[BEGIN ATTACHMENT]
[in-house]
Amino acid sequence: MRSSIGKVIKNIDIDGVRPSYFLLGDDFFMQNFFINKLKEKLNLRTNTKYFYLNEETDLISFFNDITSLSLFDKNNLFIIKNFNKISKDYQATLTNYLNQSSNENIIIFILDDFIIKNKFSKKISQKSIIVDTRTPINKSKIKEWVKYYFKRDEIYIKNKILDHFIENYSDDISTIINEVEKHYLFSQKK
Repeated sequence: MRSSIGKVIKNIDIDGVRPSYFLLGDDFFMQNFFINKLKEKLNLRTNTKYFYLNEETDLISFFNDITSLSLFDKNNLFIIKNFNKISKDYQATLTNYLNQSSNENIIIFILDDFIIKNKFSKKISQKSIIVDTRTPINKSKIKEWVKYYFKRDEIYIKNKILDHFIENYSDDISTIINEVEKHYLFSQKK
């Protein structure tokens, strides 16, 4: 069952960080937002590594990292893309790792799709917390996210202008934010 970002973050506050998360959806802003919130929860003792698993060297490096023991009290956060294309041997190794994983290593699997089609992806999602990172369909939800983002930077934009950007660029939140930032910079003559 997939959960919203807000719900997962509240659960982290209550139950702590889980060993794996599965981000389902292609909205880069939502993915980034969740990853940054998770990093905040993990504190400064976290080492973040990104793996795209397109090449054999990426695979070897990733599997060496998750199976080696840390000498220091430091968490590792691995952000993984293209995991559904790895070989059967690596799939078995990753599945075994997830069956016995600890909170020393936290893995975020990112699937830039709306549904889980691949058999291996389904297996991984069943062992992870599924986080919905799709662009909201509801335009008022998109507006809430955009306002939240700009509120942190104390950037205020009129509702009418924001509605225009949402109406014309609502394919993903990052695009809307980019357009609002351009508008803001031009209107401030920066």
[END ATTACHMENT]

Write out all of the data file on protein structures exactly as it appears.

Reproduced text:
[in-house]
Amino acid sequence: MRSSIGKVIKNIDIDGVRPSYFLLGDDFFMQNFFINKLKEKLNLRTNTKYFYLNEETDLISFFNDITSLSLFDKNNLFIIKNFNKISKDYQATLTNYLNQSSNENIIIFILDDFIIKNKFSKKISQKSIIVDTRTPINKSKIKEWVKYYFKRDEIYIKNKILDHFIENYSDDISTIINEVEKHYLFSQKK
Repeated sequence: MRSSIGKVIKNIDIDGVRPSYFLLGDDFFMQNFFINKLKEKLNLRTNTKYFYLNEETDLISFFNDITSLSLFDKNNLFIIKNFNKISKDYQATLTNYLNQSSNENIIIFILDDFIIKNKFSKKISQKSIIVDTRTPINKSKIKEWVKYYFKRDEIYIKNKILDHFIENYSDDISTIINEVEKHYLFSQKK
């Protein structure tokens, strides 16, 4: 069952960080937002590594990292893309790792799709917390996210202008934010 970002973050506050998360959806802003919130929860003792698993060297490096023991009290956060294309041997190794994983290593699997089609992806999602990172369909939800983002930077934009950007660029939140930032910079003559 997939959960919203807000719900997962509240659960982290209550139950702590889980060993794996599965981000389902292609909205880069939502993915980034969740990853940054998770990093905040993990504190400064976290080492973040990104793996795209397109090449054999990426695979070897990733599997060496998750199976080696840390000498220091430091968490590792691995952000993984293209995991559904790895070989059967690596799939078995990753599945075994997830069956016995600890909170020393936290893995975020990112699937830039709306549904889980691949058999291996389904297996991984069943062992992870599924986080919905799709662009909201509801335009008022998109507006809430955009306002939240700009509120942190104390950037205020009129509702009418924001509605225009949402109406014309609502394919993903990052695009809307980019357009609002351009508008803001031009209107401030920066």